Diversity, Equity, and Intrusion in the Sciences

David Acevedo

CounterCurrent: Week of 7/4

Happy belated Independence Day! It is now a true act of rebellion to unapologetically celebrate our nation and its profoundly rich history. I hope you, like me, were able to spend the day surrounded by family and friends, reflecting upon the wonderful gift that is America. If you’re still in a July-4th mood, consider checking out our recent webinar, 1776: The American Character in History and Teaching (and the rest of our American history webinar series), in which our speakers discuss this monumental year and its lasting significance for the American people.

Now, back to business as usual...

Progressives’ illiberal takeover of higher education is nothing new—the young revolutionaries of the 1960s have risen through the ranks and are now our professors, administrators, and college presidents. We’re used to this heavy ideological skew in the arts, humanities, and social sciences, where there is often near-unanimity in adherence to leftist principles. A January 2020 study showed that, in fields such as anthropology, sociology, and English, registered Democrats outnumber registered Republicans by as great a ratio as 42.2:1. 

The leftist skew is far less extreme in STEM fields, but is still present nonetheless, with chemistry, mathematics, and biology providing ratios of 4.5:1, 5.5:1, and 9.4:1 D:R, respectively. Combined with the strong progressive skew of the administrators overseeing these departments, even these rates are enough to erode the principles of liberal education in the hard sciences. In fact, this has already begun. Science professors can no longer afford to hide in their research and ignore the ideologues in those other departments. The woke are now knocking at the door, demanding the very core of science itself.

In this week’s featured article, Christopher Sanfilippo examines the ways in which science has been corrupted at America’s flagship university: Harvard. Christopher is the National Association of Scholars’ most recent hire, a research associate working on our brand-new DEI in the Sciences Project, which will examine the scope and deleterious effects of DEI initiatives in American STEM departments. In this piece, he cites as examples Harvard Medical School’s “anti-racism initiatives,” the push to dumb-down the infamous Math 55 class (known as the most difficult undergraduate mathematics course in the country), and the School for Engineering and Applied Science’s “Strategic Plan for Diversity, Inclusion, and Belonging.” But Harvard is far from alone—virtually every STEM department in the country now touts its DEI plans, and those who care about the future of American science ought to be concerned.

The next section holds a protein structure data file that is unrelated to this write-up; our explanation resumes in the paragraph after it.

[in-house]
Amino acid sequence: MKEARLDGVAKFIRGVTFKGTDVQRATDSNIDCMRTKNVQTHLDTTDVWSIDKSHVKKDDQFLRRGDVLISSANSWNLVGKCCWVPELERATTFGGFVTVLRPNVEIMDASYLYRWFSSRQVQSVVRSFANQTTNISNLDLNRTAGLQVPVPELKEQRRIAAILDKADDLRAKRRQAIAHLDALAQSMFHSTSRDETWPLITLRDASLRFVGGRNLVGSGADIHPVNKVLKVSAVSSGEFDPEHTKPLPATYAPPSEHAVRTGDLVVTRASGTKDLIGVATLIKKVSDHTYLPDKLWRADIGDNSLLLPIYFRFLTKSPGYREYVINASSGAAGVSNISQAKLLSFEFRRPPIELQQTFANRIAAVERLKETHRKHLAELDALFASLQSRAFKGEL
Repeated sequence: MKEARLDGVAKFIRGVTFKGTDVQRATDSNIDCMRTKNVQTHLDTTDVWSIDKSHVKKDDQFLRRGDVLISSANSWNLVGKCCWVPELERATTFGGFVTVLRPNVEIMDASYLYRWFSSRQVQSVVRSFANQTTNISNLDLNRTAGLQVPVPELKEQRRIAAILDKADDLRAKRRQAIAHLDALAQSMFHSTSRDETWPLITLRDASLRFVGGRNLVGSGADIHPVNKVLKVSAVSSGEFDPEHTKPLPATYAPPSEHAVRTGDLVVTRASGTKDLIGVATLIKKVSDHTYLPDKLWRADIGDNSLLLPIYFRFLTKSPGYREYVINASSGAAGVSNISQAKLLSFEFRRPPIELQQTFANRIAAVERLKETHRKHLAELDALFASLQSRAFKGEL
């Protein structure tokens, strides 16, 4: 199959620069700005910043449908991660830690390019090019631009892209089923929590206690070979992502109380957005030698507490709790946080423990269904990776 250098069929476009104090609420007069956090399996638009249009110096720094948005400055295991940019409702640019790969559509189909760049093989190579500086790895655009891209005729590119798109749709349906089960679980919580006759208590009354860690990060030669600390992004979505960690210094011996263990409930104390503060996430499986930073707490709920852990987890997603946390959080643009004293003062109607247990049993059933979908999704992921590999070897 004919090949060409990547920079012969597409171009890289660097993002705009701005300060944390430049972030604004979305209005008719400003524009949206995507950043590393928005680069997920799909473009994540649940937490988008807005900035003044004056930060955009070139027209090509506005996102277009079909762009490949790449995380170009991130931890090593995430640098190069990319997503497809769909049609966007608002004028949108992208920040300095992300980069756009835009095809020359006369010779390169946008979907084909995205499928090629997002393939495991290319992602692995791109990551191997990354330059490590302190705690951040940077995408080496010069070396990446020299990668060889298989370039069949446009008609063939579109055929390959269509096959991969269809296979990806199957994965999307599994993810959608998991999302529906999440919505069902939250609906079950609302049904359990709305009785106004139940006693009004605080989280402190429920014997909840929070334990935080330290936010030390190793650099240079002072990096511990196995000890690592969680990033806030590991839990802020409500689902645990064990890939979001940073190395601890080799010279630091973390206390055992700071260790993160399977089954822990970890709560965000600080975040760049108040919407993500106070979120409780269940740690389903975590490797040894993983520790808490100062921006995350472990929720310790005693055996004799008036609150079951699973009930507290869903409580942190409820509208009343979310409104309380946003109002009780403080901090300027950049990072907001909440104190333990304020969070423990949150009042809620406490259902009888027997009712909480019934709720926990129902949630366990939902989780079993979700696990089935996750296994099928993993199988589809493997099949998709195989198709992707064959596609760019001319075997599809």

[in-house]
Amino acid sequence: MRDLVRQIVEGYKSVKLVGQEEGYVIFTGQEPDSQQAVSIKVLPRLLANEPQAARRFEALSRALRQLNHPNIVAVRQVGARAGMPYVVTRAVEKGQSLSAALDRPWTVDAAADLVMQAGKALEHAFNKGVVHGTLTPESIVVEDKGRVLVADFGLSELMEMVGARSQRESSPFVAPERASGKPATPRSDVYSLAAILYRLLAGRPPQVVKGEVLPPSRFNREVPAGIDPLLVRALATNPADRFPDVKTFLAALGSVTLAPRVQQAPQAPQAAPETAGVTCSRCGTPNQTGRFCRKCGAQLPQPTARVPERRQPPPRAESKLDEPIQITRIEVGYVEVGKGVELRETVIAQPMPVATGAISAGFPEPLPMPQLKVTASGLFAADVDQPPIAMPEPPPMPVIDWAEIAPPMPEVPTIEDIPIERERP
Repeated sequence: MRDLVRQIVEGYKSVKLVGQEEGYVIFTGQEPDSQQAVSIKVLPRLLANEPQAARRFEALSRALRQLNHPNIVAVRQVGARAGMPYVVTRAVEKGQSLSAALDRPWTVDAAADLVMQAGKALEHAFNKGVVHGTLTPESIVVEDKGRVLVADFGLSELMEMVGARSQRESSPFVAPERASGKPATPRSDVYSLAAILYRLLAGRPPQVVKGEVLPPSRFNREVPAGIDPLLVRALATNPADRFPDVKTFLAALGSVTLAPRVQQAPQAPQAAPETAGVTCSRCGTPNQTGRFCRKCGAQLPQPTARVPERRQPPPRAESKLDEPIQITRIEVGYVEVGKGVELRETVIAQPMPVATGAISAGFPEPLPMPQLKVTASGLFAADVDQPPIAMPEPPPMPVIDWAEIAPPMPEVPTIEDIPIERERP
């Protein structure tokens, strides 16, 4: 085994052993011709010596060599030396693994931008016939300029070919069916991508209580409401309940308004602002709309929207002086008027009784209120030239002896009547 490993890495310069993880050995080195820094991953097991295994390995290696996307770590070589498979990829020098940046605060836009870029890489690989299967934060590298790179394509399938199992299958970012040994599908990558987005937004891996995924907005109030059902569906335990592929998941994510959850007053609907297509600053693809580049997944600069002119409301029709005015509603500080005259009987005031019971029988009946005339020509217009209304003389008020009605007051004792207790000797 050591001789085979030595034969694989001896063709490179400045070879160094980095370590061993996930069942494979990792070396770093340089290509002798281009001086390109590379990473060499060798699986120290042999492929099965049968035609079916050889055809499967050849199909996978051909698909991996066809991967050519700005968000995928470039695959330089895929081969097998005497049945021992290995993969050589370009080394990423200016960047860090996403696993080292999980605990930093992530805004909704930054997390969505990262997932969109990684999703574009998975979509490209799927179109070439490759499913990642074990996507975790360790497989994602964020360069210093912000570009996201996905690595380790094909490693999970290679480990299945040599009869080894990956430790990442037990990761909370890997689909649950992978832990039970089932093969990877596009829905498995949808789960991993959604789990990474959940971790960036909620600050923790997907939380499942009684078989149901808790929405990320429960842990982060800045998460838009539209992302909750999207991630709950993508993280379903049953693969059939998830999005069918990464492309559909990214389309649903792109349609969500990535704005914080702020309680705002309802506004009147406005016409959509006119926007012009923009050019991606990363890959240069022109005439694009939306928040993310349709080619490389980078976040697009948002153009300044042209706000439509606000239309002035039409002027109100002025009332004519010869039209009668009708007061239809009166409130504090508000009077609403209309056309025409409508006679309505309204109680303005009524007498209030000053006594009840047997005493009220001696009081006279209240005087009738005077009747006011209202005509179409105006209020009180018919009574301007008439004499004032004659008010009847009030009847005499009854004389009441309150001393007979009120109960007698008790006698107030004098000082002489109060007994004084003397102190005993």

These programs are not empty gestures meant to appease college administrators—they will enforce a strict ideological orthodoxy (not diversity!) within STEM faster than you can say “Ministry of Truth,” hindering scientific advancement in the long-run:

What will be the outcome of all this? Students and faculty will be recruited who are not prepared. Standards of academic rigor will be lowered. Millions will be spent supporting a bloated bureaucracy of deans and administrators whose primary job is to tell others that they are racist. Time that could have been spent studying and researching will instead be spent in DEI trainings. Overall, the quality and prestige of Harvard University will diminish. Rational inquiry and the scientific method will be sacrificed to the new idols: diversity, equity, and inclusion.

Sanfilippo proposes increasing institutional transparency so as to expose “just how much money is being spent on DEI programs instead of the true aims of the university – education and research.” This, along with the inevitable decline in American scientific achievement that DEI programs will bring, may be what it takes to turn STEM departments around. For now, though, we can continue to pretend that 2 + 2 = 5.

CounterCurrent is the National Association of Scholars’ weekly newsletter, written by Communications & Research Associate David Acevedo. To subscribe, update your email preferences here.

Image: See-ming Lee, Wikimedia CommonsCreative Commons Attribution-Share Alike 2.0 Generic license, cropped.

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